This time the chef was Skylon’s own Adam Gray; some years back my then-boyfriend (now husband) took me to what was then Rhodes 24 – where Chef Gray was busy earning Michelin stars. It was one of my first grown up fine dining experiences and I still remember elements of that meal very fondly, so it was great to now be learning tips and tricks from a master of the trade who had already contributed to warm and fuzzy memories.
We kicked off with Adam and his sous chef Damon making a fish dish that essentially required making a spring roll out of very thinly rolled slices of bread wrapped around fillets of mackerel flavoured with a dash of English mustard. He took us from filleting the whole fish to plating up beautifully with rhubarb chutney and sea purslane. There’s an alternative, BLT-inspired version of this on the GBC website.Next came the opportunity to get our hands on some beautiful ingredients and mix Ticklemore goats cheese with cream cheese to form a sort of sausage; this was double-dredged in panko breadcrumbs and fried; with the gorgeous, simple tomato salad that made up the rest of the dish it was absolutely delightful. Plus I can now say a Michelin-starred chef has made suggestive jokes while I attempt to get hands-on with a roll of cheese. #lifegoals. Dessert was a fluffy flourless lemon, almond and polenta cake topped with a warmed strawberry jam sauce and served with vanilla-scented natural yogurt. Sugar-free or not, I did take a bite and it was beautifully light yet rich; I might just work out how to do a lower sugar version. There were so many we couldn’t actually finish them and I ended up bringing some home for the family who were very appreciative.
Learning from Adam was really a great privilege; as well as demonstrating dishes and checking on everyone’s progress, he held a little mackerel filleting masterclass and was very generous with his time and his knowledge. He’s very passionate about British ingredients – he only uses locally produced rapeseed oil, for example, and was specific about the British brands, such as Tiptree strawberry jam, he supported when using a ready-made product. He’s visited the sources and investigated the factories. Best of all, he’s realistic about what can be achieved at home, and recognises the role of budget in the average household; mackerel is a fairly cheap fish, and rapeseed oil is much more affordable than some olive oils (though, being Greek, you’ll pry my olive oil from my cold, dead hands, obvs).The Cookery School is a lovely venue; for my pal Christina, it was essentially her home for the week as she’d been on a baking course for three days and plied me with amazing cheese straws and quiche while supplying macarons and sponge cake to the rest of the crew. It’s well-stocked and spotless and founder Rosalind is incredibly, rightly, proud of what she’s achieved.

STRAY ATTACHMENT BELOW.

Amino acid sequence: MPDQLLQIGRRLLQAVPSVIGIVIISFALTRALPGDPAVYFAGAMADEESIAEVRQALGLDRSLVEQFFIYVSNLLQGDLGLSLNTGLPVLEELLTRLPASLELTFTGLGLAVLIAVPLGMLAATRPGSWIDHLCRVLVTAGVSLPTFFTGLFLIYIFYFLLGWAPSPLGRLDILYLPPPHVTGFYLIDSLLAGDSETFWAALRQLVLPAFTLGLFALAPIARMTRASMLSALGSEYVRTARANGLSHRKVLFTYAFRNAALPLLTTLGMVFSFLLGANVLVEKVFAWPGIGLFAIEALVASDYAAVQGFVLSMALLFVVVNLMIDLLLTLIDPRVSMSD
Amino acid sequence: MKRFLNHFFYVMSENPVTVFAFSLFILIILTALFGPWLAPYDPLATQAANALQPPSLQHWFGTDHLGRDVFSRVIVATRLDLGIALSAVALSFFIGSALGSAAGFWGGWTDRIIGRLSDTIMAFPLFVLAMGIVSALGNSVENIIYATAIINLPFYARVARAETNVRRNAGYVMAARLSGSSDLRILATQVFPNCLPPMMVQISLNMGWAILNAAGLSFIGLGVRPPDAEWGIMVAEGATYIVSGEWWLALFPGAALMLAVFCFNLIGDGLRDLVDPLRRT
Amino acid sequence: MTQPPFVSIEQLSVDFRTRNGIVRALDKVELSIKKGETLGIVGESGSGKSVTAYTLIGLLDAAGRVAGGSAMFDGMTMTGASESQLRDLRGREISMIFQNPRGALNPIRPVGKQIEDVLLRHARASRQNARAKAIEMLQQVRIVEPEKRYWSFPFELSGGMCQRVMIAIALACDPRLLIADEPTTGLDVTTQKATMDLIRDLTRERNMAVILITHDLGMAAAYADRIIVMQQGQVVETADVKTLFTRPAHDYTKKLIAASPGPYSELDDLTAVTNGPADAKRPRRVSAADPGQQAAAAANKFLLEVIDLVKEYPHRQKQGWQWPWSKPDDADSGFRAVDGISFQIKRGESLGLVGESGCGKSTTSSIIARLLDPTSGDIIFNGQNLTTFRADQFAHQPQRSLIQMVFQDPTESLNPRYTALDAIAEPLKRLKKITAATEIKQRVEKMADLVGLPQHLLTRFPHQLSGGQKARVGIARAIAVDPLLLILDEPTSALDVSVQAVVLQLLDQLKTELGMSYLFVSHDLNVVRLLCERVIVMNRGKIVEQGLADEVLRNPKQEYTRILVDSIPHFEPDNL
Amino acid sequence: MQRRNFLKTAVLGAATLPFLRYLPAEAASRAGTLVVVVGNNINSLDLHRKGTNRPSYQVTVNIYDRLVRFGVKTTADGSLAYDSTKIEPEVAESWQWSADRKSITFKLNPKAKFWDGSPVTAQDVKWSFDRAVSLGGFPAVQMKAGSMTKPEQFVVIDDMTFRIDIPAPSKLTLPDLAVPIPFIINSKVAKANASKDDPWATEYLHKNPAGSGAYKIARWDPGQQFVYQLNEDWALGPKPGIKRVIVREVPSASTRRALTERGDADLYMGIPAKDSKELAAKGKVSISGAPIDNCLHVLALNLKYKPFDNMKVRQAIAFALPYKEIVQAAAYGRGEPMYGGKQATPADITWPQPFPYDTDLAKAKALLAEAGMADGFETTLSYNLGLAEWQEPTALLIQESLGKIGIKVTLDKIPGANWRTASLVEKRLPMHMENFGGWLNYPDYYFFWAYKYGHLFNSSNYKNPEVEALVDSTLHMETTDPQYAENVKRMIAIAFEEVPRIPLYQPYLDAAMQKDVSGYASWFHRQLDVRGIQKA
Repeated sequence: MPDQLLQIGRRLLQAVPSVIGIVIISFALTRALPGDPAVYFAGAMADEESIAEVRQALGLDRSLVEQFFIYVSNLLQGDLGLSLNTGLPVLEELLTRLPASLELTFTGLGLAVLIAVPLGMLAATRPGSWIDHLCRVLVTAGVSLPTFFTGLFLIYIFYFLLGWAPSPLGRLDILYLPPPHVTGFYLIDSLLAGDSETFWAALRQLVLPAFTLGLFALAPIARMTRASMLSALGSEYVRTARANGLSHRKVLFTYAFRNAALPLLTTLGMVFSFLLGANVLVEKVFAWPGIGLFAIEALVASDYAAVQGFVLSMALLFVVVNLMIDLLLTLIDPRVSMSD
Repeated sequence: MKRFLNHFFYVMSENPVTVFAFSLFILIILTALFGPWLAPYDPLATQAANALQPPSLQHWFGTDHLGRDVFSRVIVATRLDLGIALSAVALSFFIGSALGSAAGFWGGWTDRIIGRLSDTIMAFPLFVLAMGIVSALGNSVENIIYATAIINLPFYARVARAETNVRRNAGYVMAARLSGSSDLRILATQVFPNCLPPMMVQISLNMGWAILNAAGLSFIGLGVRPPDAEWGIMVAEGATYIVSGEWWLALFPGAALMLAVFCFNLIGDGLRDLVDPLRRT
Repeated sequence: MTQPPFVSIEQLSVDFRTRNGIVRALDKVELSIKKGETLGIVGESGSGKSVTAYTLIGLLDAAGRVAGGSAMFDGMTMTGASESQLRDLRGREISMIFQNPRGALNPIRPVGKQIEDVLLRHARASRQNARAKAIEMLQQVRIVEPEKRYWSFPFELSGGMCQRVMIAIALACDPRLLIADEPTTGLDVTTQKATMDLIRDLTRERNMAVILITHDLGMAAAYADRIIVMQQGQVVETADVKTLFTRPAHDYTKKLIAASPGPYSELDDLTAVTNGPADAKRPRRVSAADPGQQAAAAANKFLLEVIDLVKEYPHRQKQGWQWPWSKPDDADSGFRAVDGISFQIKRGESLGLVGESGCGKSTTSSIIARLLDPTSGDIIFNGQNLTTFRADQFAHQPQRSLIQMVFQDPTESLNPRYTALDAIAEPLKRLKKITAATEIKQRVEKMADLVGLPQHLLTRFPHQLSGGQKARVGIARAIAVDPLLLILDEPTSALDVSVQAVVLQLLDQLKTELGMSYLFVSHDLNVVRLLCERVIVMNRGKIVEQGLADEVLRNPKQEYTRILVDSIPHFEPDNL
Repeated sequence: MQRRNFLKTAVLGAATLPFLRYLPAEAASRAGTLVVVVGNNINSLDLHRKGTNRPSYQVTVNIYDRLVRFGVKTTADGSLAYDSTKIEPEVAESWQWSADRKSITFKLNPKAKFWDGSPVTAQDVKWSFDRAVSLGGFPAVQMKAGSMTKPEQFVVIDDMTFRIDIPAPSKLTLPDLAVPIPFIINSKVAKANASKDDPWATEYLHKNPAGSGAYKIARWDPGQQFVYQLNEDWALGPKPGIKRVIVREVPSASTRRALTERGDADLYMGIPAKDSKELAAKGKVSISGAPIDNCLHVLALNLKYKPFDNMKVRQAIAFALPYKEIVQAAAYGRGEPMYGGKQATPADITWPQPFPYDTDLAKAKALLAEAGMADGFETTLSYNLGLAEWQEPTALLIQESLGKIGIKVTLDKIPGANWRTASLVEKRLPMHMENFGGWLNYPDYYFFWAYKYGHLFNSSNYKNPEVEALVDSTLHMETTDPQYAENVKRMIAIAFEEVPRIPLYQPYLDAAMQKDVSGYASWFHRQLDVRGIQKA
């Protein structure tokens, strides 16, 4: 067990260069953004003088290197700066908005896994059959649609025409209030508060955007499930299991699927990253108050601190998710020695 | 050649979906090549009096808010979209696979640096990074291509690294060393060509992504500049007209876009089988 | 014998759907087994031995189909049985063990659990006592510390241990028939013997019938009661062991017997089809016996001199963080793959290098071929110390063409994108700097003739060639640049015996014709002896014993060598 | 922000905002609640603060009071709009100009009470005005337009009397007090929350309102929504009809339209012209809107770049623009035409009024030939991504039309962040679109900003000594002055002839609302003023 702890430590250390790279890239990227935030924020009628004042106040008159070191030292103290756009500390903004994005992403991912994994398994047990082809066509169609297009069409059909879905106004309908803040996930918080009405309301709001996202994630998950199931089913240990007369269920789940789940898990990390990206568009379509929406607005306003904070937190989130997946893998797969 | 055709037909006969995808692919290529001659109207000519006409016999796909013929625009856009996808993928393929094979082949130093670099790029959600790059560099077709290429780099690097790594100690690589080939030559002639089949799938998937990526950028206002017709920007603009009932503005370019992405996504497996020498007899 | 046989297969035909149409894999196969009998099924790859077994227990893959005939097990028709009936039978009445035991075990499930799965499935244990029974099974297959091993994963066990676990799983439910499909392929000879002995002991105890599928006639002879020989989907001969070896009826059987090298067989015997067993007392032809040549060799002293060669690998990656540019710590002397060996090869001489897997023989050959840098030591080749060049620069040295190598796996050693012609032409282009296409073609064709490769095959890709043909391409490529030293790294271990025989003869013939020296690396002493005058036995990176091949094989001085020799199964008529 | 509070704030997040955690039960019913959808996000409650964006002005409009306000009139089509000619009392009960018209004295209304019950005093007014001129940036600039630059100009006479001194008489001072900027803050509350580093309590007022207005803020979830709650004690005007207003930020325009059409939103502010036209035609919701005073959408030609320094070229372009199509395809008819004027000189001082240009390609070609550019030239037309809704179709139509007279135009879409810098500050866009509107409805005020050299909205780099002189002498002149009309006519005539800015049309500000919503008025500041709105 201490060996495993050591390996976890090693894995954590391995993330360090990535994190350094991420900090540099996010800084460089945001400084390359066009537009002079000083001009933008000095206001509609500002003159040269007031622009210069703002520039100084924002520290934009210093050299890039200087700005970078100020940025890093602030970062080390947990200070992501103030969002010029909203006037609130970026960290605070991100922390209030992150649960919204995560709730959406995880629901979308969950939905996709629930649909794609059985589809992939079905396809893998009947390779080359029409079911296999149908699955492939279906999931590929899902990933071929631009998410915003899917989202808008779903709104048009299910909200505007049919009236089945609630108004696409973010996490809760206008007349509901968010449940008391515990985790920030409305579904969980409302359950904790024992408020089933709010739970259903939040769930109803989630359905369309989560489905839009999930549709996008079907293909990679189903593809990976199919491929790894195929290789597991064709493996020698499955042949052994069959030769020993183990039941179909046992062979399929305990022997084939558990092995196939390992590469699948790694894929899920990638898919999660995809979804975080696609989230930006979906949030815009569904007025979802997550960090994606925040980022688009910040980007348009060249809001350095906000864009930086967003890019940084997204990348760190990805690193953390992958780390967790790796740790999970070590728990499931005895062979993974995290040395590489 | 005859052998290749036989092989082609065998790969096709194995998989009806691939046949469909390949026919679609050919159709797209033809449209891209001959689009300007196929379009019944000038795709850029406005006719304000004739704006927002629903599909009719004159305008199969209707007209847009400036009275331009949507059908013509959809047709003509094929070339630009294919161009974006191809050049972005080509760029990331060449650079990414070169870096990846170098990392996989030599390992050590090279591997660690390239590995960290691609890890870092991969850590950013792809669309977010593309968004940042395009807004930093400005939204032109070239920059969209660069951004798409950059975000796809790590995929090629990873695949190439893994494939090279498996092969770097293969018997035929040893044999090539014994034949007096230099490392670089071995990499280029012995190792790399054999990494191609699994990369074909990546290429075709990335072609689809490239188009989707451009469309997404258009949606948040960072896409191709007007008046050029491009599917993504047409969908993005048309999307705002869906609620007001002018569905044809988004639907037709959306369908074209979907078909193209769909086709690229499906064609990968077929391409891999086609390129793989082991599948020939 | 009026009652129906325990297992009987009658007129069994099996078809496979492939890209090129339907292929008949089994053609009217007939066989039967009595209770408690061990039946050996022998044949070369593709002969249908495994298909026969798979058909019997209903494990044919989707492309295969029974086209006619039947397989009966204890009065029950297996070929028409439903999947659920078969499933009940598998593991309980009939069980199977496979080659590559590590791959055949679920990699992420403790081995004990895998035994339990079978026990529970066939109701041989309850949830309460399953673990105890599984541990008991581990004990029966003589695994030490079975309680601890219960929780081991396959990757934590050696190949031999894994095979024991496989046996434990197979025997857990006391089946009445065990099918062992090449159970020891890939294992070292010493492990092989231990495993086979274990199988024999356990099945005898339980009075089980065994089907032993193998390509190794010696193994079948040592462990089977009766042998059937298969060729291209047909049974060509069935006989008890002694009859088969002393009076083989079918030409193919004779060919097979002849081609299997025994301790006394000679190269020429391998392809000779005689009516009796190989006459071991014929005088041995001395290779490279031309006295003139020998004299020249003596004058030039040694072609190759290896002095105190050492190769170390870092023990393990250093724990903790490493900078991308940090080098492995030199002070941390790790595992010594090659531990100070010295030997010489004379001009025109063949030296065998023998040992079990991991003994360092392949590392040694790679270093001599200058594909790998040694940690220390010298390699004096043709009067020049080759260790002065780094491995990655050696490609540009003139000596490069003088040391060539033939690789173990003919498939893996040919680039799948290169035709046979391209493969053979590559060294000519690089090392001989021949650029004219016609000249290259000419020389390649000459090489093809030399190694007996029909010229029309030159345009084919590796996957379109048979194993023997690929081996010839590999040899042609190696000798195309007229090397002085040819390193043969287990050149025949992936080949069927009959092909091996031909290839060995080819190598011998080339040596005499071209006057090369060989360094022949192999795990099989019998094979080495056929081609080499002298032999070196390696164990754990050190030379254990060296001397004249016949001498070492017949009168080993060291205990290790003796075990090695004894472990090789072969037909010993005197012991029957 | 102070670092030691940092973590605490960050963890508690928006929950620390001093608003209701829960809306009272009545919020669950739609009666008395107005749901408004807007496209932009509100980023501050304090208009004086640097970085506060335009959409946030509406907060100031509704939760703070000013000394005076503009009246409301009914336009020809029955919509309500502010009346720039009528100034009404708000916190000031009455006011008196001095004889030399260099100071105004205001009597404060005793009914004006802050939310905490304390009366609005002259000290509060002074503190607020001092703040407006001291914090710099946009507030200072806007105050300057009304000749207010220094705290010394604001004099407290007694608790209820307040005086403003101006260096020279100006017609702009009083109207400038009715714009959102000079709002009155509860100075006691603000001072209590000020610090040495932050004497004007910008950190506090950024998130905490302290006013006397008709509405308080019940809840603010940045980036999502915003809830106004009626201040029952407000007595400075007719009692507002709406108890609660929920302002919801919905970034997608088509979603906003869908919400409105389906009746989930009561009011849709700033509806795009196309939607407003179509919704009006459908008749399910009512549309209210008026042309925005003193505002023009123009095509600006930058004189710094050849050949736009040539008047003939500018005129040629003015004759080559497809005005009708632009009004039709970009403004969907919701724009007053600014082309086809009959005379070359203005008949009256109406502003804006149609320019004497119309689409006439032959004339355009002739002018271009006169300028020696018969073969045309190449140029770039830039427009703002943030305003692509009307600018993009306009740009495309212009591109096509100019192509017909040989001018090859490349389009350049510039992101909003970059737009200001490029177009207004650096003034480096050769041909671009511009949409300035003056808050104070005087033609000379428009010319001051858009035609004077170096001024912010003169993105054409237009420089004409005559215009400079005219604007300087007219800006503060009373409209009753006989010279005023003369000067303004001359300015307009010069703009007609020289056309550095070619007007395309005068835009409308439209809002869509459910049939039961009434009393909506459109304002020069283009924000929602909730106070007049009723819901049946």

Best of all, the people who come along to GBC events are always interesting. We’re a very mixed bag, all connected to food in different ways (other than, you know, eating it, that is). Everyone’s always so ready to get stuck in, help out and produce something beautiful; I leave every event with five new people to stalk online, which can never be a bad thing.If any of the recipes above sound as delicious to you as they should, you can find the cake under Adam Gray’s profile on the Great British Chefs website, plus a number of his other recipes, including a few other gluten-free options. It is all much more manageable than it might look (looks, I think, are half the problem; I’ll never manage presentation like that!) and the other lovely friend who accompanied me, Tiff, has already made the mackerel dish at home. My thanks again to Adam and the GBC team for another very enjoyable event, and for giving me the opportunity to again learn something new.
Edit: GBC has produced a guide including all the recipes which is right here! Handy.
Disclosure: If it’s not obvious, Great British Chefs invited me to the event.